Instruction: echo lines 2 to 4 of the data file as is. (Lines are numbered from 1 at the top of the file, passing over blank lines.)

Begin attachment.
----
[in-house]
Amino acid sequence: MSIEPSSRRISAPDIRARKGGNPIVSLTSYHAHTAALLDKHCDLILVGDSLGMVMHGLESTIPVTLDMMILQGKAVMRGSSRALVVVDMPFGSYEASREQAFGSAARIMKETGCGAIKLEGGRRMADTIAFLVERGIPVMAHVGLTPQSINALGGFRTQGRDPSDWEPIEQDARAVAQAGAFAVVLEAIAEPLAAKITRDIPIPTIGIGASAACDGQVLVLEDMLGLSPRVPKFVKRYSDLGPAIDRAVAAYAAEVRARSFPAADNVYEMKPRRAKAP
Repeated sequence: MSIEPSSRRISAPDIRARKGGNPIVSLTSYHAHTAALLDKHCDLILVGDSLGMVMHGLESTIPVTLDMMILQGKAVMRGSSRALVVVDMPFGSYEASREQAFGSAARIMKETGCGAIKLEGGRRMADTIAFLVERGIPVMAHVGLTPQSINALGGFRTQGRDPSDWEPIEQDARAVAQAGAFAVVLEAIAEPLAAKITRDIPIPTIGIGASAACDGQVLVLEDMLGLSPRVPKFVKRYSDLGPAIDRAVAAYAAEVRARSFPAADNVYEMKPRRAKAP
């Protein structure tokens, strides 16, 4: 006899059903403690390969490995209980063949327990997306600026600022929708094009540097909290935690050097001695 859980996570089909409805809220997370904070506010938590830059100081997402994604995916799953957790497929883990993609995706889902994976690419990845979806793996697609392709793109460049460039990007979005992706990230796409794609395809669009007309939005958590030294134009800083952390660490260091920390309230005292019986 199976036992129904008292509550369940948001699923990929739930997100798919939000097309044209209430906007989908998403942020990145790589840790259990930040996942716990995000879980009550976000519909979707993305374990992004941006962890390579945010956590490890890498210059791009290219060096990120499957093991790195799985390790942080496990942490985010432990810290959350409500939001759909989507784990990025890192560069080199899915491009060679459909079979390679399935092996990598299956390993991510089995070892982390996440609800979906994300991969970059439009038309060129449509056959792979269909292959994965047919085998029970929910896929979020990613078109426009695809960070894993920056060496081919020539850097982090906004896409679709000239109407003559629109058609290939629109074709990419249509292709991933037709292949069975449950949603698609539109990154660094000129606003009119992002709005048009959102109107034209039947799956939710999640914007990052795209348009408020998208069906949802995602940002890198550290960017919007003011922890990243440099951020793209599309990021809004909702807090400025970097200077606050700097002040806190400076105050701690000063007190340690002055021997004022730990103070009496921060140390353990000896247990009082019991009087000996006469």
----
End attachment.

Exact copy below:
Amino acid sequence: MSIEPSSRRISAPDIRARKGGNPIVSLTSYHAHTAALLDKHCDLILVGDSLGMVMHGLESTIPVTLDMMILQGKAVMRGSSRALVVVDMPFGSYEASREQAFGSAARIMKETGCGAIKLEGGRRMADTIAFLVERGIPVMAHVGLTPQSINALGGFRTQGRDPSDWEPIEQDARAVAQAGAFAVVLEAIAEPLAAKITRDIPIPTIGIGASAACDGQVLVLEDMLGLSPRVPKFVKRYSDLGPAIDRAVAAYAAEVRARSFPAADNVYEMKPRRAKAP
Repeated sequence: MSIEPSSRRISAPDIRARKGGNPIVSLTSYHAHTAALLDKHCDLILVGDSLGMVMHGLESTIPVTLDMMILQGKAVMRGSSRALVVVDMPFGSYEASREQAFGSAARIMKETGCGAIKLEGGRRMADTIAFLVERGIPVMAHVGLTPQSINALGGFRTQGRDPSDWEPIEQDARAVAQAGAFAVVLEAIAEPLAAKITRDIPIPTIGIGASAACDGQVLVLEDMLGLSPRVPKFVKRYSDLGPAIDRAVAAYAAEVRARSFPAADNVYEMKPRRAKAP
């Protein structure tokens, strides 16, 4: 006899059903403690390969490995209980063949327990997306600026600022929708094009540097909290935690050097001695 859980996570089909409805809220997370904070506010938590830059100081997402994604995916799953957790497929883990993609995706889902994976690419990845979806793996697609392709793109460049460039990007979005992706990230796409794609395809669009007309939005958590030294134009800083952390660490260091920390309230005292019986 199976036992129904008292509550369940948001699923990929739930997100798919939000097309044209209430906007989908998403942020990145790589840790259990930040996942716990995000879980009550976000519909979707993305374990992004941006962890390579945010956590490890890498210059791009290219060096990120499957093991790195799985390790942080496990942490985010432990810290959350409500939001759909989507784990990025890192560069080199899915491009060679459909079979390679399935092996990598299956390993991510089995070892982390996440609800979906994300991969970059439009038309060129449509056959792979269909292959994965047919085998029970929910896929979020990613078109426009695809960070894993920056060496081919020539850097982090906004896409679709000239109407003559629109058609290939629109074709990419249509292709991933037709292949069975449950949603698609539109990154660094000129606003009119992002709005048009959102109107034209039947799956939710999640914007990052795209348009408020998208069906949802995602940002890198550290960017919007003011922890990243440099951020793209599309990021809004909702807090400025970097200077606050700097002040806190400076105050701690000063007190340690002055021997004022730990103070009496921060140390353990000896247990009082019991009087000996006469």